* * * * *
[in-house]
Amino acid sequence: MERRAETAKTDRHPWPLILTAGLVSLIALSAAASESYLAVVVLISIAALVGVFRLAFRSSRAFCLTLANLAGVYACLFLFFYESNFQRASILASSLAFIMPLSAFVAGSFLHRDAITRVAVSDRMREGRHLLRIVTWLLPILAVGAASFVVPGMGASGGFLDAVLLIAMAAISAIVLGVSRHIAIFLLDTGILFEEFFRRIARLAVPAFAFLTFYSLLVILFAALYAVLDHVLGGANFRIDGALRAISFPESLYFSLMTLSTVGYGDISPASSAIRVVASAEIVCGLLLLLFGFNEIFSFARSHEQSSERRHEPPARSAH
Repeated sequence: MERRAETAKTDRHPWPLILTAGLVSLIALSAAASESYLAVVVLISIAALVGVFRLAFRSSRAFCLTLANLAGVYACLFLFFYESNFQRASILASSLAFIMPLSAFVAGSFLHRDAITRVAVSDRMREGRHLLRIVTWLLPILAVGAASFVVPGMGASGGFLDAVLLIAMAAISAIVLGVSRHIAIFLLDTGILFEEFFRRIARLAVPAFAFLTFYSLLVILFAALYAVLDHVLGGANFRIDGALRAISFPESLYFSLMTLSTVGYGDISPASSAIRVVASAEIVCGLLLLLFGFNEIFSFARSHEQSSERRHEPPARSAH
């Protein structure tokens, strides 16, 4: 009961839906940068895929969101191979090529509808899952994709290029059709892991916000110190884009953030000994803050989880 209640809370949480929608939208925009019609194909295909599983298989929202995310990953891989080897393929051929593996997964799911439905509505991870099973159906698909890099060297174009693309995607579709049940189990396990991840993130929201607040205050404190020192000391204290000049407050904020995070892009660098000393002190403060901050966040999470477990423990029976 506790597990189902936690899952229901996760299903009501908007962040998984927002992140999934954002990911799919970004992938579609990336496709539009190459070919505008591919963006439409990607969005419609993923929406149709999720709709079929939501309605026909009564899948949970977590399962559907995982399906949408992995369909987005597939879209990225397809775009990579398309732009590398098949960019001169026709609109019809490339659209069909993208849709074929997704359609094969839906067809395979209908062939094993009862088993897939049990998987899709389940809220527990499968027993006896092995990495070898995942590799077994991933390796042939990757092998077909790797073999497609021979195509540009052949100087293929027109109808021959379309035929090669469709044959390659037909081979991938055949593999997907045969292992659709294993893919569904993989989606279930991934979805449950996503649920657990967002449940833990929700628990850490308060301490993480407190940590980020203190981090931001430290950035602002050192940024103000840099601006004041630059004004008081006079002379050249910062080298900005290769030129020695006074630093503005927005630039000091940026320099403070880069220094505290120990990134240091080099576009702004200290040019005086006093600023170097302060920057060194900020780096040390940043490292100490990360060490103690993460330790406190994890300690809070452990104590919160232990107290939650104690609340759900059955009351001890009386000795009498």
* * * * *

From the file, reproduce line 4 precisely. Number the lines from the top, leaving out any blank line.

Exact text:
């Protein structure tokens, strides 16, 4: 009961839906940068895929969101191979090529509808899952994709290029059709892991916000110190884009953030000994803050989880 209640809370949480929608939208925009019609194909295909599983298989929202995310990953891989080897393929051929593996997964799911439905509505991870099973159906698909890099060297174009693309995607579709049940189990396990991840993130929201607040205050404190020192000391204290000049407050904020995070892009660098000393002190403060901050966040999470477990423990029976 506790597990189902936690899952229901996760299903009501908007962040998984927002992140999934954002990911799919970004992938579609990336496709539009190459070919505008591919963006439409990607969005419609993923929406149709999720709709079929939501309605026909009564899948949970977590399962559907995982399906949408992995369909987005597939879209990225397809775009990579398309732009590398098949960019001169026709609109019809490339659209069909993208849709074929997704359609094969839906067809395979209908062939094993009862088993897939049990998987899709389940809220527990499968027993006896092995990495070898995942590799077994991933390796042939990757092998077909790797073999497609021979195509540009052949100087293929027109109808021959379309035929090669469709044959390659037909081979991938055949593999997907045969292992659709294993893919569904993989989606279930991934979805449950996503649920657990967002449940833990929700628990850490308060301490993480407190940590980020203190981090931001430290950035602002050192940024103000840099601006004041630059004004008081006079002379050249910062080298900005290769030129020695006074630093503005927005630039000091940026320099403070880069220094505290120990990134240091080099576009702004200290040019005086006093600023170097302060920057060194900020780096040390940043490292100490990360060490103690993460330790406190994890300690809070452990104590919160232990107290939650104690609340759900059955009351001890009386000795009498």